Inside the nasty question of whether gratuitous mayhem is a strategic element of pro football is a question of a different kind. It involves former New Orleans Saints standout Steve Gleason and a film-maker named Sean Pamphilon, who’s making a documentary about Gleason’s struggle with the degenerative disease that is slowly taking his life.
This raises issues of trust and discretion, of the obligations the person who chronicles a life has to the person who’s living it. It’s also about the often brittle reception given to anybody who sees wrongs that need exposing, takes a deep breath, and blows the whistle.
For the past year Pamphilon, who previously made a well-received film about ex-Miami Dolphin Ricky Williams, has been working closely with Gleason on a feature-length documentary. Gleason was diagnosed with amytrophic lateral sclerosis (ALS) in early 2011. He last played for the Saints in 2006 but has maintained warm ties to the organization. He has access to Saints facilities, he’s invited to watch games from choice seats, and he even received a Super Bowl ring, although he left before their 2010 championship.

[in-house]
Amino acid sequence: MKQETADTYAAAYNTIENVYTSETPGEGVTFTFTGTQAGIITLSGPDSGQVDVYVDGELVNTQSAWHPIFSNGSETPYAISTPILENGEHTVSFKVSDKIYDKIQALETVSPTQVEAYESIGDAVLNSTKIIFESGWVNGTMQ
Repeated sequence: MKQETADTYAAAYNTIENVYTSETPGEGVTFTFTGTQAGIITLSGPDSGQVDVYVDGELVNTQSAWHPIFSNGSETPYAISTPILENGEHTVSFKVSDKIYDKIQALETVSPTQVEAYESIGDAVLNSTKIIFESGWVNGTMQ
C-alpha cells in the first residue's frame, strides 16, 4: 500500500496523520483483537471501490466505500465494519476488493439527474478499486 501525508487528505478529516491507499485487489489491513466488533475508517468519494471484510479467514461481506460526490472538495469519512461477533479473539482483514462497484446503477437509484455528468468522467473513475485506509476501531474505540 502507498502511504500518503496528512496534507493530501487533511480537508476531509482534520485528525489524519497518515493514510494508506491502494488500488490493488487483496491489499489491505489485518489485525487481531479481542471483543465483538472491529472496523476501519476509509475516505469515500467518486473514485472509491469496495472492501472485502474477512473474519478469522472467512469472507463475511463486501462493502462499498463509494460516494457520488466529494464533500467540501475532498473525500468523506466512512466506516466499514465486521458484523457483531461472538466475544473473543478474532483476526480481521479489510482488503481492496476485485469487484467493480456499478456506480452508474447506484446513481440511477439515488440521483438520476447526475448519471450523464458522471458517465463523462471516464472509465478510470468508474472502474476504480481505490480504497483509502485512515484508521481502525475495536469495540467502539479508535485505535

So it wasn’t surprising that Gleason—and the film-maker—were in the Saints’ locker room in January when defensive coordinator Gregg Williams delivered the fierce pre-game speech that later cost Williams his job and became powerful evidence in the National Football League’s investigation into whether players were instructed, and even paid, to mangle opponents.
Williams literally targeted specific San Francisco 49ers his defense would face in the next day’s playoff. He identified physical vulnerabilities for his boys go after: an ankle here, a knee there and, especially, heads—a particularly choice comment at a time when the NFL was finally acknowledging the horrific toll of serial concussions.
Pamphilon, the film-maker, recorded Williams’ clubhouse exhortations. Earlier this month he posted the audio on his website, and it was clear the tape would play a role in the league’s two-month-old investigation.
Still, the release hasn’t been universally applauded.